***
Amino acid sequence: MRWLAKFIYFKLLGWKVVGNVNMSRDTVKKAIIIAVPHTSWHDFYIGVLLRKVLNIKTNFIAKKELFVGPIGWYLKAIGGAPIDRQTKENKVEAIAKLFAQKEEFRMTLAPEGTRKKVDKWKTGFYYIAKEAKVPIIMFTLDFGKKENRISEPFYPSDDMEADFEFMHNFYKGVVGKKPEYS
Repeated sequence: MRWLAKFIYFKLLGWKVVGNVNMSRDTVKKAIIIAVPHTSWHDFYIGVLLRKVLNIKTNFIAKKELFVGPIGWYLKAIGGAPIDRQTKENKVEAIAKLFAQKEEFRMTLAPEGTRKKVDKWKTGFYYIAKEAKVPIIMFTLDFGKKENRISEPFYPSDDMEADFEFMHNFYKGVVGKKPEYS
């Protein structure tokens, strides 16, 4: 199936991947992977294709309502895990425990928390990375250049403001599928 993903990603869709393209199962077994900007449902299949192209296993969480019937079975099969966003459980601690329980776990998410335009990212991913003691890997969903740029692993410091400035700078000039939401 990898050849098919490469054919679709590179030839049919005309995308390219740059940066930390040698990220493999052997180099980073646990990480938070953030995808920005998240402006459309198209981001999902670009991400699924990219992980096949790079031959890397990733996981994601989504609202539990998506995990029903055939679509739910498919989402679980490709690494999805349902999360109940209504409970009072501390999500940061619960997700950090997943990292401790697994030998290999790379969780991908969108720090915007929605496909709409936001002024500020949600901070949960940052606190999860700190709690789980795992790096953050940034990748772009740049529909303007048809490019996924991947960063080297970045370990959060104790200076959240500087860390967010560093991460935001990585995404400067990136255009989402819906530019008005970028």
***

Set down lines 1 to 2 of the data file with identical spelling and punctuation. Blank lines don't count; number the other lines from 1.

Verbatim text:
Amino acid sequence: MRWLAKFIYFKLLGWKVVGNVNMSRDTVKKAIIIAVPHTSWHDFYIGVLLRKVLNIKTNFIAKKELFVGPIGWYLKAIGGAPIDRQTKENKVEAIAKLFAQKEEFRMTLAPEGTRKKVDKWKTGFYYIAKEAKVPIIMFTLDFGKKENRISEPFYPSDDMEADFEFMHNFYKGVVGKKPEYS
Repeated sequence: MRWLAKFIYFKLLGWKVVGNVNMSRDTVKKAIIIAVPHTSWHDFYIGVLLRKVLNIKTNFIAKKELFVGPIGWYLKAIGGAPIDRQTKENKVEAIAKLFAQKEEFRMTLAPEGTRKKVDKWKTGFYYIAKEAKVPIIMFTLDFGKKENRISEPFYPSDDMEADFEFMHNFYKGVVGKKPEYS